The Notch signaling pathway plays a pivotal role in tissue homeostasis and regulation of cell fate, such as self-renewal of adult stem cells, as well as in the differentiation of precursors along a specific cell lineage [168170]. Increasing evidence suggests its involvement in tumorigenesis, since deregulated Notch signaling is frequently observed in a variety of human cancers, such as T-cell acute lymphoblastic leukemias [171], small cell lung cancer [172], neuroblastoma [173, 174], cervical [175, 176] and prostate carcinomas [177]. Notch can act as either an oncogene or a tumor suppressor depending on both cellular and tissue contexts. Many studies suggest a role for Notch1 in keratinocytes as a tumor suppressor [178]. In such cells, Notch signaling induces cell growth arrest and differentiation (deletion of Notch1 in murine epidermis causes epidermal hyperplasia and skin carcinoma) [179, 180]. The anti-tumor effect of Notch1 in murine skin appears to be mediated by p21Waf1/Cipinduction and repression of WNT signaling [151, 178].

Unlike keratinocyte-derived squamous cell and basal cell carcinomas, melanomas have a significantly higher Notch activity in comparison with normal melanocytes [181, 182]. Investigation of the expression of Notch receptors and their ligands in benign and malignant cutaneous melanocytic lesions indicate that Notch1 and Notch2, as well as their ligands are significantly upregulated in atypical nevi and melanomas, compared to common melanocytic nevi [181, 182]. Furthermore, a constitutively-induced gene activation in human melanocytes strongly suggests that Notch1 acts as a transforming oncogene in such a cell lineage [183]. The versatile effects of Notch1 signaling on cell differentiation, proliferation, survival, and tumorigenesis may easily explain why Notch1 plays different roles in various types of skin cancers. Such different activities of Notch1 in skin cancer are probably determined by its interaction with the downstream β-catenin target. In murine skin carcinoma, β-catenin is functional activated by Notch1 signaling and mediates tumor-suppressive effects [178, 184]. In melanoma, β-catenin mediates oncogenic activity by also cross-talking with the WNT pathway or by regulating N-cadherin, with different effects on tumorigenesis depending on Notch1 activation [185].

Recent evidence suggest that Notch1 enhances vertical growth phase by the activation of the MAPK and AKT pathways; inhibition of either the MAPK or PI3K-AKT pathway reverses the tumor cell growth induced by Notch1 signaling. Future studies aimed at identifying new targets of Notch1 signaling will allow the assessment of the mechanisms underlying the crosstalk between Notch1, MAPK, and PI3K-AKT pathways. Finally, Notch signaling can enhance the cell survival by interacting with transcriptional factor NF-kB (NIC seems to directly interact with NF-kB, leading to retention of NF-kB in the nucleus of T cells) [186]. Nevertheless, it has been shown that NIC can directly regulate IFN-γ expression through the formation of complexes between NF-kB and the IFN-γ promoter. Although there is a lack of consensus about crosstalk between Notch1 and NF-kB, existing data suggest that two mechanisms of NF-kB activation may occur: an early Notch-independent phase and a late Notch-dependent activation of NF-kB [187]. Finally, RAS-mediated transformation requires the presence of intact Notch signaling; impairment of such Notch1 receptor signaling may significantly reduce the ability of RAS to transform cells [188, 189].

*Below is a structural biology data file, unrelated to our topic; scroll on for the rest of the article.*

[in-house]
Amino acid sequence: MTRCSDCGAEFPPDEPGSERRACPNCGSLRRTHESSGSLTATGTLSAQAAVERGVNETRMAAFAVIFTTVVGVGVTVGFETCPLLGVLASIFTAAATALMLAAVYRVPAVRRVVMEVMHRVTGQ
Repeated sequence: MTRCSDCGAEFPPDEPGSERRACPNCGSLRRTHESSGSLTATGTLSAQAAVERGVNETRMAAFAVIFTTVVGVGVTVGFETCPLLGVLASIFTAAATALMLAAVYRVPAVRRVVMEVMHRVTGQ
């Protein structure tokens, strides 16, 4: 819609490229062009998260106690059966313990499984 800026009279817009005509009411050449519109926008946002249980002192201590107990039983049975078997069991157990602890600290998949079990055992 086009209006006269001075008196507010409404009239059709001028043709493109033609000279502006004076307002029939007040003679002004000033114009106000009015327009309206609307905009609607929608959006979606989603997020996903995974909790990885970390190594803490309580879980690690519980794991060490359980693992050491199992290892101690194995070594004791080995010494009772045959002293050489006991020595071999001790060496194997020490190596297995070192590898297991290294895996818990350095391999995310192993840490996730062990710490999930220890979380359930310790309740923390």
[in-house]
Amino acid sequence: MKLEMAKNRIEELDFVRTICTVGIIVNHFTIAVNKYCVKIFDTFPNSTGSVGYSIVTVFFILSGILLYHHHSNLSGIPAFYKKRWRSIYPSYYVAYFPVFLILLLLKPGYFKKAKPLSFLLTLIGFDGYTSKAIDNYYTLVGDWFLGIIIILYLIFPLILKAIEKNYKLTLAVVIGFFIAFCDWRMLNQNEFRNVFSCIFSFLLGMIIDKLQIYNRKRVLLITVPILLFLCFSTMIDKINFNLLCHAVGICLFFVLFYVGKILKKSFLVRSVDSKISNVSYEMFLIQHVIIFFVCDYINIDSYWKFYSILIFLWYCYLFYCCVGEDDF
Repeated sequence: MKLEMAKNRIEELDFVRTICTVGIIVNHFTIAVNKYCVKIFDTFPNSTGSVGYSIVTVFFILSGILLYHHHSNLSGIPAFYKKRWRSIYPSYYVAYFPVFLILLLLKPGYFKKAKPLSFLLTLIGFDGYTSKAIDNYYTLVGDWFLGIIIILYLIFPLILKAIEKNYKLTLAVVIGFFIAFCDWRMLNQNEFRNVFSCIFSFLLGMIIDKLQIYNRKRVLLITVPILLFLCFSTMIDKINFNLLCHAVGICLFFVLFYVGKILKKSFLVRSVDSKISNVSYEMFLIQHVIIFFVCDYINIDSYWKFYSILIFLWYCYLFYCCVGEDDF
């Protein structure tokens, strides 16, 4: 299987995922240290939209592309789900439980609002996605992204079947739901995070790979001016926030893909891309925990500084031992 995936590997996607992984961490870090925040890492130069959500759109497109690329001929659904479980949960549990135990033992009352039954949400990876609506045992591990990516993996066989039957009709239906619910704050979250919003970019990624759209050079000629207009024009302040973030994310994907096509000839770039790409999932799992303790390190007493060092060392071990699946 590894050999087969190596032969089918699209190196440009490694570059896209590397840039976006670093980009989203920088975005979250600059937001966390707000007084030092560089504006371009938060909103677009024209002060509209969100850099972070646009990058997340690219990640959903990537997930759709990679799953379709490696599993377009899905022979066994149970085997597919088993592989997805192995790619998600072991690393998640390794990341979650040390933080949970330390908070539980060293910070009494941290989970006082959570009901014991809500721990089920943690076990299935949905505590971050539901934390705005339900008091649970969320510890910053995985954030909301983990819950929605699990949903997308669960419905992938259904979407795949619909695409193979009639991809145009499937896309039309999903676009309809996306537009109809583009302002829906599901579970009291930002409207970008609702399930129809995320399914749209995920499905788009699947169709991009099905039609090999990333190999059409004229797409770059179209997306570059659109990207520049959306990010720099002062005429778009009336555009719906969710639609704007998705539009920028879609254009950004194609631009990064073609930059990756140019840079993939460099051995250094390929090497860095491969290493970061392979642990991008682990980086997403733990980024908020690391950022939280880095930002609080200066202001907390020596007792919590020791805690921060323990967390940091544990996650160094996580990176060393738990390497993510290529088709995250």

In conclusion, although the precise details of the mechanisms by which Notch1 signaling can contribute to melanoma development remain to be defined, Notch1 could be clearly considered as a novel candidate gene implicated in melanomagenesis.


Human melanoma tumors cells are known to express the inducible nitric oxide synthase (iNOS) enzyme, which is responsible for cytokine induced nitric oxide (NO) production during immune responses (Figure 3). The constitutive expression of iNOS in many cancer cells along with its strong association with poor patient survival seems to indicate that iNOS is a molecular marker of poor prognosis or a putative target for therapy [190]. Nitric oxide is a free radical that is largely synthesized by the NO synthase (NOS) enzyme, which exists in three established isoforms: endothelial NOS (eNOS, NOS III) and neuronal NOS (nNOS, NOS I), which are both constitutively expressed and inducible NOS (iNOS, NOS II) which is regulated at the transcriptional level by a variety of mediators (such as interferon regulatory factor-1 [191, 192], NF-kB [193, 194], TNF-α and INF-γ [195, 196] and has been found to be frequently expressed in melanoma [197200]. The iNOS gene is located at chromosome 17q11.2 and encodes a 131 kDa protein.

Figure 3
figure 3

iNOS pathway. The functional correlation between the IRF1-activating events (mainly, through an induction regulated by NF-kB, TNF-α, and INF-γ mediators) and expression levels of iNOS is shown. CALM, calmodulin; IkB, inhibitor of kB protein; IKK, inhibitor-of-kB-protein kinase; IRF1, interferon regulatory factor-1; LPS, lipopolysaccharide; NO, nitric oxide; STAT1, signal transducer and activator of transcription 1.